Bone Marrow Prolotherapy involves direct bone marrow aspiration (or also concentrated) to get the stem cells to the site of the injury. Does the study above suggest that direct bone marrow injections without culture expanded and without the scaffold would work? Possibly, but only time will tell as research progresses. But in our experience we have discovered that these stem cells act as great proliferant solutions for Prolotherapy. We use bone marrow stem cells in conjunction with other Prolotherapy solutions to treat large articular defects in the labrum and meniscus areas. Typically, patients are seen every two months. Most patients need 3-6 visits. The good news is during the time of healing, the patient can exercise and start getting back into great shape! Bone marrow and adipose-derived stem cell therapies are gaining in recognition and we are happy to offer them as an option for treating chronic injuries and sports injuries.
Research into the efficacy of any treatment protocol and stem cell injection therapy
There is always conflicting research into the efficacy of any treatment protocol and stem cell injection therapy is no different. Many times a patient will point to his or her own clinical dissatisfaction or research and say, stem cell therapy does not work as well as advertised. Let’s look at some of that research:
“Osteoarthritis is a cartilage degenerative process…No treatment is still available to improve or reverse the process. Stem cell therapy opened new horizons for treatment of many incurable diseases…In this research four patients with knee osteoarthritis were selected for the study. They were aged 55, 57, 65 and 54 years, and had moderate to severe knee Osteoarthritis. After their signed written consent, 30 mL of bone marrow were taken and cultured for MSC growth. After having enough MSCs in culture (4-5 weeks) and taking in consideration all safety measures, cells were injected in one knee of each patient.
The walking time for the pain to appear improved for three patients and remained unchanged for one. On physical examination, the improvement was mainly for crepitus. It was minor for the improvement of the range of motion.
Results were encouraging, but not excellent. Improvement of the technique may improve the results.”4
Improvement in technique Platelet Rich Plasma Therapy combined
We agree that stem cell therapy has benefits but may not provide a full cure. This is why we recommend the use of Platelet Rich Plasma Therapy in conjunction with stem cell therapy. The study above involved cultured stem cells. In our opinion Stem cell therapy is more effective if the stem cells are given better direction. This is where the growth factors in blood platelets can be very effective. Platelets aid the stem cells in their various jobs including differentiation and then aid in the differentiated cells making the extracellular matrix to repair the injured tissue.
Platelet Rich Plasma contains a myriad of substances that stimulate healing:
- Platelet-Derived Growth Factor (PDGF) Attracts immune system cells to the area and stimulates them to proliferate. Has been shown to enhance ligament and tendon healing.
- Transforming Growth Factor-8 (TGF-8) Secreted by and affects all major cell types involved in healing. Similar affects as PDGF.
- Vascular Endothelial Growth Factor (VEGF) Helps new blood vessel formation, thereby increasing vascularity in injured areas.
- Fibroblast Growth Factor (FGF) promotes the growth of the cells involved in collagen and cartilage formation.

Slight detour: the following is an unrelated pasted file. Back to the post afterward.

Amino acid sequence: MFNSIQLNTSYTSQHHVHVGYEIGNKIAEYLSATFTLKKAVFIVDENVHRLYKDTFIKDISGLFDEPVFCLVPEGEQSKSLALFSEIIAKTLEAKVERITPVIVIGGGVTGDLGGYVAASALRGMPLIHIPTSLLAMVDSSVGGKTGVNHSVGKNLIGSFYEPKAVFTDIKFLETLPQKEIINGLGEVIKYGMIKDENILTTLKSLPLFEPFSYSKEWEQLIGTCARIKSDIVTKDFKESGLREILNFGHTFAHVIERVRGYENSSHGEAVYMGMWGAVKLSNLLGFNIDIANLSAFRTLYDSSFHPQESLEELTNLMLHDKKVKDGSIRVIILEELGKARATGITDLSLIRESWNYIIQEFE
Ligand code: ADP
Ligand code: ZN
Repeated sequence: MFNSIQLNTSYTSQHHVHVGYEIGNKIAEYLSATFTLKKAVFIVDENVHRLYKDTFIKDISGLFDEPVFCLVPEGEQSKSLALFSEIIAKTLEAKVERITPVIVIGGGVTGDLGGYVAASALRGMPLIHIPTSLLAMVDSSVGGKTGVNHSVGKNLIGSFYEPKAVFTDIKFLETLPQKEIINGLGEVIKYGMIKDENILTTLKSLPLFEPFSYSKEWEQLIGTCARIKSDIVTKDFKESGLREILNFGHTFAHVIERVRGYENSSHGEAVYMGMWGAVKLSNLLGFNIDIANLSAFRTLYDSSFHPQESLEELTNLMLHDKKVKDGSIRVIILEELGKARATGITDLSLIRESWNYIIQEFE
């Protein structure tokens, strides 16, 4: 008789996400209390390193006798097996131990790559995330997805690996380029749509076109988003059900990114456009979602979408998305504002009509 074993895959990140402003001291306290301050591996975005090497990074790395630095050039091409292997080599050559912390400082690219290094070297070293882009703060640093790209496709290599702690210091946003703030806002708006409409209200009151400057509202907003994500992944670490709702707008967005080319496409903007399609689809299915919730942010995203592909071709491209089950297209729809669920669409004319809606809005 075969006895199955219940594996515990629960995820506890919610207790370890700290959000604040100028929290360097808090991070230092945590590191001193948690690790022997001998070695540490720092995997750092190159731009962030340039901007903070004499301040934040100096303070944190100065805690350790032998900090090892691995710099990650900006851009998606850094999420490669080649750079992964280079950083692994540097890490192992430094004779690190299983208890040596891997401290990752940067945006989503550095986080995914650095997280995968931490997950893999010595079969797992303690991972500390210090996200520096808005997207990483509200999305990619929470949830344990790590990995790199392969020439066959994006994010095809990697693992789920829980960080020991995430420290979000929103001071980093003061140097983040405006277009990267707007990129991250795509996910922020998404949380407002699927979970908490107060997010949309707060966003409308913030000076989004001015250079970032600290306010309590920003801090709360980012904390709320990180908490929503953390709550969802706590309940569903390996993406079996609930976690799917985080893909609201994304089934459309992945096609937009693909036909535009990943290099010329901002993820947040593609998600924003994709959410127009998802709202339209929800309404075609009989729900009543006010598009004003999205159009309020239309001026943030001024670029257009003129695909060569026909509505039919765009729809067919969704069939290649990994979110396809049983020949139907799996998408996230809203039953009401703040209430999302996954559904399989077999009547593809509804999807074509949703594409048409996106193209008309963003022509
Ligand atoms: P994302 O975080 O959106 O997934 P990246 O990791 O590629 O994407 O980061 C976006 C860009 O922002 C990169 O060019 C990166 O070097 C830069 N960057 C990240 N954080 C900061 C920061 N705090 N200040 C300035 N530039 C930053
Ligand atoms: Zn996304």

Numerous studies have shown that PRP enhances the effects of Stem Cell Therapy5,6 As the study above notes – “Results were encouraging, but not excellent. Improvement of the technique may improve the results.” Platelet Rich Plasma therapy improves the technique and improves the results.
The goal of Stem Cell Therapy – Cellular Prolotherapy
Our ultimate goal with all forms of Prolotherapy is to get the patients back to doing the things that they want to do without pain. It is our hope that the Stem Cell Therapy (Cellular Prolotherapy) treatments will form functionally, structurally, and mechanically equal to, if not better than, living tissue which has been designed to replace (or work alongside of) damaged tissue. It is hard to prove the above statement because we cannot sacrifice human beings after Prolotherapy to see if the tissue looks and acts normally. We can, however, report that the majority of our patients who receive Stem Cell Therapy along with traditional Hackett-Hemwall Prolotherapy get back to activities and have dramatically decreased pain levels using this comprehensive approach.
Links to our other articles for your specific conditions
A page with more information on stem cell injection treatments combined with Prolotherapy and PRP Treatments for back pain.
In this article we discusses research that shows thatstem cell injection therapy will aid in the repair of articular cartilage and meniscus tears. The treatment relieves symptoms of stiffness, pain, disability, and inability to walk as commonly reported by our patients diagnosed with knee osteoarthritis.
References for this article
1. Mazor M, Lespessailles E, Coursier R, et al. Mesenchymal stem-cell potential in cartilage repair: an update. J Cell Mol Med. 2014 Oct 29. doi: 10.1111/jcmm.12378. [Pubmed]
2. Diekman BO, Guilak F. Stem cell-based therapies for osteoarthritis: challenges and opportunities. Curr Opin Rheumatol. 2013 Jan;25(1):119-26. [Pubmed]
3. Hauser RA, Orlofsky A. Regenerative injection therapy with whole bone marrow aspirate for degenerative joint disease: a case series. Clin Med Insights Arthritis Musculoskelet Disord. 2013 Sep 4;6:65-72. doi: 10.4137/CMAMD.S10951. eCollection 2013. [Pubmed]
4. Davatchi F, Abdollahi BS, Mohyeddin M, Shahram F, Nikbin B. Mesenchymal stem cell therapy for knee osteoarthritis. Preliminary report of four patients. Int J Rheum Dis. 2011 May;14(2):211-5. [Pubmed]
5. Mishra A, Tummala P, King A, Lee B, Kraus M, Tse V, Jacobs CR. Buffered platelet-rich plasma enhances mesenchymal stem cell proliferation and chondrogenic differentiation. 2009 Sep;15(3):431-5.
6. Kasten P, Vogel J, Beyen I, Weiss S, Niemeyer P, Leo A, Lüginbuhl R. Effect of platelet-rich plasma on the in vitro proliferation and osteogenic differentiation of human mesenchymal stem cells on distinct calcium phosphate scaffolds: the specific surface area makes a difference. J Biomater Appl. 2008 Sep;23(2):169-88. Epub 2008 Jul 16. [Pubmed]